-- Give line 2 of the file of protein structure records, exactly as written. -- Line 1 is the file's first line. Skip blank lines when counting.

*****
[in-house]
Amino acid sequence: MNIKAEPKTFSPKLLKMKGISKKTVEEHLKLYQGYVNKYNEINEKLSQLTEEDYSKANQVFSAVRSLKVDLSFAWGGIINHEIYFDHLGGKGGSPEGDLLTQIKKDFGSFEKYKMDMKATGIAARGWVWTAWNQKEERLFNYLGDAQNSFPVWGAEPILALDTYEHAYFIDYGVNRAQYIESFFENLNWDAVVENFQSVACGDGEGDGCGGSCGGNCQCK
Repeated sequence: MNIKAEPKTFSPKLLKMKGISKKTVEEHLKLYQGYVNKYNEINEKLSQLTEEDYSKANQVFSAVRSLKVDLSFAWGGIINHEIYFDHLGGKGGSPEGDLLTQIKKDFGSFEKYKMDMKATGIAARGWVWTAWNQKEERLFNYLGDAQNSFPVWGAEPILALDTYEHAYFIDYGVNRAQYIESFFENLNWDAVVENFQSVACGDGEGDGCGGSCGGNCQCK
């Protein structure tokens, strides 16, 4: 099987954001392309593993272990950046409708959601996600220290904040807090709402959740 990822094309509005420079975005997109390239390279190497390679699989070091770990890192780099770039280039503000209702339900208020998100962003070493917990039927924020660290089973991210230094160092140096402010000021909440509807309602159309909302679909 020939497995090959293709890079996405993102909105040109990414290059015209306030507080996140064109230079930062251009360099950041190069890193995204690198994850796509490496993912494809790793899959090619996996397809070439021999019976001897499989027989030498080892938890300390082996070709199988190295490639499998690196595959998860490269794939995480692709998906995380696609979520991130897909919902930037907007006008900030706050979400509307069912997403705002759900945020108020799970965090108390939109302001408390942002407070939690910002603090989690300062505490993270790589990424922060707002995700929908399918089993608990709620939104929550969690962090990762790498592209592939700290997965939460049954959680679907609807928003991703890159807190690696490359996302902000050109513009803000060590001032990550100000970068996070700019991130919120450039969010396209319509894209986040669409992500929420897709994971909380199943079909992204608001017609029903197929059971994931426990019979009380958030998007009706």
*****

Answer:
Amino acid sequence: MNIKAEPKTFSPKLLKMKGISKKTVEEHLKLYQGYVNKYNEINEKLSQLTEEDYSKANQVFSAVRSLKVDLSFAWGGIINHEIYFDHLGGKGGSPEGDLLTQIKKDFGSFEKYKMDMKATGIAARGWVWTAWNQKEERLFNYLGDAQNSFPVWGAEPILALDTYEHAYFIDYGVNRAQYIESFFENLNWDAVVENFQSVACGDGEGDGCGGSCGGNCQCK